Saturday, June 19, 2010

Biggest losers

We are on a new fitness initiative in this house.  For several weeks now, L and I have been tackling our new goal: to lost the baby weight that we have accumulated in the last few months.  I face the added challenge of not only addressing the baby weight I gained through pure sympathy, but also the law firm weight I acquired during those last few months of whatever happened to be going on.

Saturday mornings are weigh-in time, when we do it Biggest Loser-style.  "M, last week your weight was X.  Your current weight is...beep beep beep...Y."  Then we write it down on the notepad and decide how we feel about the week's progress.  This week, for instance, I'm rebounding from nearly a week spent in a conference at North Carolina.  There I spent many days eating industrial foods and sitting in overly air-conditioned hotel ballrooms.  I also ate, for the first time, melon wrapped in prosciutto.  The melon was really wet and moist, and the prosciutto was partly flapping off, and when I put the whole damn thing in my mouth I about gagged from the sensation that there was a jellyfish in my mouth.   It was one of the grossest things I've ever eaten.  I've never felt so betrayed by prosciutto. 

This week went better as far as exercise goes -- I fit some good runs in there -- but I experienced a bit of self-sabotage.  One night, after we finished dinner, I ate three slices of pizza because otherwise they would have gone bad.  Another night was date night, so dinner was a platter of meats and cheeses with a glass of wine, followed by movie popcorn and Coke.  Also, L brought home a pint of real Haagen Dazs ice cream -- Dark Chocolate Mint -- because (1) it had all of my favorite things in it and (2) it's a limited edition.  A limited edition!  How could we not eat it?

It must be said, though, that we have actually taken some concrete steps to get back on the straight and narrow that I am pretty proud of.  First, I have cut out most of the soda I usually drink.  Instead of a can of Coke at lunch, plus assorted Cokes throughout the evenings and weekends, I'm now drinking Canada Dry seltzer water, which is like normal water but angrier, and also vaguely flavorful.  Despite the tepid flavoring, I find seltzer to be very aggressively carbonated -- way bubblier than Coke.  I imagine that seltzer has so much carbonation because it's pissed at how tepid its flavors are.  The lemon-lime version tastes like the faintest, vaguest memory of Sprite, and yet it's got enough carbonation to take the skin off the roof of your mouth.  And yet that's a balance I can live with.  Now I come home and think, "oh boy, could I use a seltzer!"  But hey, it has no sodium and no calories, so why the heck not.  Each day I'm saving at least 140 calories from that Coke I'm not drinking.  Second, we've exchanged our ice cream for frozen yogurt (for the most part), which makes me feel virtuous, even though the texture makes me think I'm eating hunks of ice from a glacier.  And third, I'm doing better with exercising consistently.  I am running again, a couple runs a week for 5 miles apiece, down the Hudson River.  It feels great and I can definitely feel my stamina improving already.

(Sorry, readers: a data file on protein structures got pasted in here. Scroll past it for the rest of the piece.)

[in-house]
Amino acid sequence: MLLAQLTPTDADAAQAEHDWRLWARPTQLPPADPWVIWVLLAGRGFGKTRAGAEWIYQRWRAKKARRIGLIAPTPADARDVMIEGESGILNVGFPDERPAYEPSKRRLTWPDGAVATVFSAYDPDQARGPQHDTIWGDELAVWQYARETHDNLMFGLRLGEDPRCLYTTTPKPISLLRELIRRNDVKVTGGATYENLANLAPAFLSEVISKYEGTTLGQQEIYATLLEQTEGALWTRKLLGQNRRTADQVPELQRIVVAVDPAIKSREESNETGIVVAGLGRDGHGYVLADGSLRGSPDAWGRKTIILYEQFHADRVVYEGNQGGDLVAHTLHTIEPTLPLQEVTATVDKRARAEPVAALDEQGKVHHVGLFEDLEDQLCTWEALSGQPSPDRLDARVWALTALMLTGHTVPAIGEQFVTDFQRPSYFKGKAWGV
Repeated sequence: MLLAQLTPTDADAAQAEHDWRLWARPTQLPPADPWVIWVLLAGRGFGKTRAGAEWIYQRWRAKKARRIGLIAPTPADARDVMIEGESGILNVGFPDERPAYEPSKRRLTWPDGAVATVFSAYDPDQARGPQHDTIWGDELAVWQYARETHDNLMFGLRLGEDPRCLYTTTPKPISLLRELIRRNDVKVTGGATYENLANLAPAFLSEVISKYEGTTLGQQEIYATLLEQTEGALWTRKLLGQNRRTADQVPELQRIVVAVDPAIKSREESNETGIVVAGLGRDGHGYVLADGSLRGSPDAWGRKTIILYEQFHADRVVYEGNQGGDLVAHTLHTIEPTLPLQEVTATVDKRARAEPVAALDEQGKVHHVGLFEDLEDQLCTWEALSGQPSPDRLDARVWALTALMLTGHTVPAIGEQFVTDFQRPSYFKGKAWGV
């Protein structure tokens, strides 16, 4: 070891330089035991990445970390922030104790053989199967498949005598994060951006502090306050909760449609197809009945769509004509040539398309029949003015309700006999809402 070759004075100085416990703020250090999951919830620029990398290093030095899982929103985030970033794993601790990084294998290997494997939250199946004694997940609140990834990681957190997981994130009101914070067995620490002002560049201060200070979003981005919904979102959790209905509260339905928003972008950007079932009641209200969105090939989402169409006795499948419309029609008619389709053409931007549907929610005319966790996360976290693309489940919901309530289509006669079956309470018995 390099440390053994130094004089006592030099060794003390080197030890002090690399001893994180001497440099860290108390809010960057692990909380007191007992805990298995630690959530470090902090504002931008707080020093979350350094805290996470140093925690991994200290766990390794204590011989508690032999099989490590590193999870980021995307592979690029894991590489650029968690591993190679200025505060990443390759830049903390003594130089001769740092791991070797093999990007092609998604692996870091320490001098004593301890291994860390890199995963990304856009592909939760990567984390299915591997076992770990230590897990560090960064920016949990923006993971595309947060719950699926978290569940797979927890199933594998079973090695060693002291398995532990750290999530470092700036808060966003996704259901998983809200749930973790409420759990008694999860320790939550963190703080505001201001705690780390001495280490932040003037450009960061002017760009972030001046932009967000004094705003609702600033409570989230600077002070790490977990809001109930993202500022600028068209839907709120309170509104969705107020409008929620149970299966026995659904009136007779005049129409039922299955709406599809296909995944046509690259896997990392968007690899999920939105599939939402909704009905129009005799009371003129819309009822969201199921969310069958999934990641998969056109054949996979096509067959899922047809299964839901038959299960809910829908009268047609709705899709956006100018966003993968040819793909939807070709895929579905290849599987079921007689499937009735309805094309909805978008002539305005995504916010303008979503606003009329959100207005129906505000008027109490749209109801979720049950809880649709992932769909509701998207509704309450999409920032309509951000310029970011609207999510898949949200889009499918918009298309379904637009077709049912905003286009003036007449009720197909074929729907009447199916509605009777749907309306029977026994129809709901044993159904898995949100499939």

Even though the results of our weight loss initiative are slow and often disappointing, I'm feeling healthier and more active.  Tomorrow I'm running a 5 mile Father's Day race to benefit prostate cancer research -- it will be my first road race in over a year, I think, and I'm pretty nervous about it.  These days I'm not used to the hills of Central Park, although I am convinced that my muscle memory endures after all the training I used to do there.  Hopefully the run will go well -- I ran today and I took it easy, but my legs still felt heavy and weak -- and then I can make it through the rest of the week without eating like a lunatic.

To be honest I'm not really concerned with actual weight loss; it's more about reestablishing a more active, balanced lifestyle, and putting in place some good habits to counteract a slower metabolism as I enter a whole new decade of life.  This can't be one of those things where ever year I get a little slower, a little more out of breath, a little paunchier.  Not yet at least.

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